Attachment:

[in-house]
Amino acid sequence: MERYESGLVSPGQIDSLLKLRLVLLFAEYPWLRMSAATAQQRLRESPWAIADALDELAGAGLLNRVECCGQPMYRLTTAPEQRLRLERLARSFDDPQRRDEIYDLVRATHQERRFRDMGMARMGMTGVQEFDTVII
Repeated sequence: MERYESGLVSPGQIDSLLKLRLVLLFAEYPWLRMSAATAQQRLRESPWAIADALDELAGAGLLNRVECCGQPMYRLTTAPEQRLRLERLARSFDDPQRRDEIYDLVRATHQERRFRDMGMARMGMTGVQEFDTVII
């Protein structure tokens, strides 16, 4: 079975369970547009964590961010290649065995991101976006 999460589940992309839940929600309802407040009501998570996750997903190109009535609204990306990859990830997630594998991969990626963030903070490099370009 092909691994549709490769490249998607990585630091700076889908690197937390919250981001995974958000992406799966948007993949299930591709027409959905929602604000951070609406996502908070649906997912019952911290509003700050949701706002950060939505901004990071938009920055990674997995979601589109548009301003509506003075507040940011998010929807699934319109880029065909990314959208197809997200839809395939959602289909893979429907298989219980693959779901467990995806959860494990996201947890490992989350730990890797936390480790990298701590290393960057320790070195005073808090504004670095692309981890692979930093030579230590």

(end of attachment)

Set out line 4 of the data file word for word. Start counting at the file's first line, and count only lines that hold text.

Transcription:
């Protein structure tokens, strides 16, 4: 079975369970547009964590961010290649065995991101976006 999460589940992309839940929600309802407040009501998570996750997903190109009535609204990306990859990830997630594998991969990626963030903070490099370009 092909691994549709490769490249998607990585630091700076889908690197937390919250981001995974958000992406799966948007993949299930591709027409959905929602604000951070609406996502908070649906997912019952911290509003700050949701706002950060939505901004990071938009920055990674997995979601589109548009301003509506003075507040940011998010929807699934319109880029065909990314959208197809997200839809395939959602289909893979429907298989219980693959779901467990995806959860494990996201947890490992989350730990890797936390480790990298701590290393960057320790070195005073808090504004670095692309981890692979930093030579230590």